I can hardly think of a more delectable gift this time of year than a box of homemade candy fashioned with a world of flavors. Velvety fudge or pralines, toothy caramels, glassy brittle laced with peanuts, pecans, walnuts, almonds or pistachio nuts, remind me of family members and friends from years ago, some near, others far away.
But what I like most about candymaking is that it is a relatively simple process: a sugar syrup is boiled to a certain temperature or until it reaches a specific consistency, depending on whether you are making, say, creamy fudge, brittle or lollipops. Although sugar is de rigueur for candymaking, you only need a few other ingredients -- perhaps a little butter, chocolate, nuts, bits of dried fruit and spices, plus a flavoring or two.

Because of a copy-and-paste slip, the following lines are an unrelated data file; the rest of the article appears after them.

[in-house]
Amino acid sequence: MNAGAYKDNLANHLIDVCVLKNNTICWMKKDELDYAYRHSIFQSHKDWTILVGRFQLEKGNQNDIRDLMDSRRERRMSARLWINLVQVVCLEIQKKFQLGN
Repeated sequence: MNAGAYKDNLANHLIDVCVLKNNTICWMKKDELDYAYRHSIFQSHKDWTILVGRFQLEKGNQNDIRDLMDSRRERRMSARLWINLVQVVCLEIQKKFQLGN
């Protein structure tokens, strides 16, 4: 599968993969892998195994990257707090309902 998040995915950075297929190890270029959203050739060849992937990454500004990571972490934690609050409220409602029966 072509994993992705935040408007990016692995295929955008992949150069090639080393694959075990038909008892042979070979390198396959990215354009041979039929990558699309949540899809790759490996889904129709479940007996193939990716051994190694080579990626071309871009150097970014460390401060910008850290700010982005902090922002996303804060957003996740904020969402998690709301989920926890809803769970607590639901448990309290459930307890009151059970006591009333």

The equipment required is minimal, too: a candy thermometer, a couple of sturdy saucepans, a few long-handled stainless steel spoons, heavy kitchen pads and a dose of imagination.
And, yes, in most recipes you can substitute, for example, black walnuts or Brazil nuts for the pistachios or almonds, or vice versa. It is really your call; and that's what makes candymaking so exciting and improvisational. And sweet.
Joyce White is the author of "Brown Sugar" and "Soul Food." Reach her at firstname.lastname@example.org.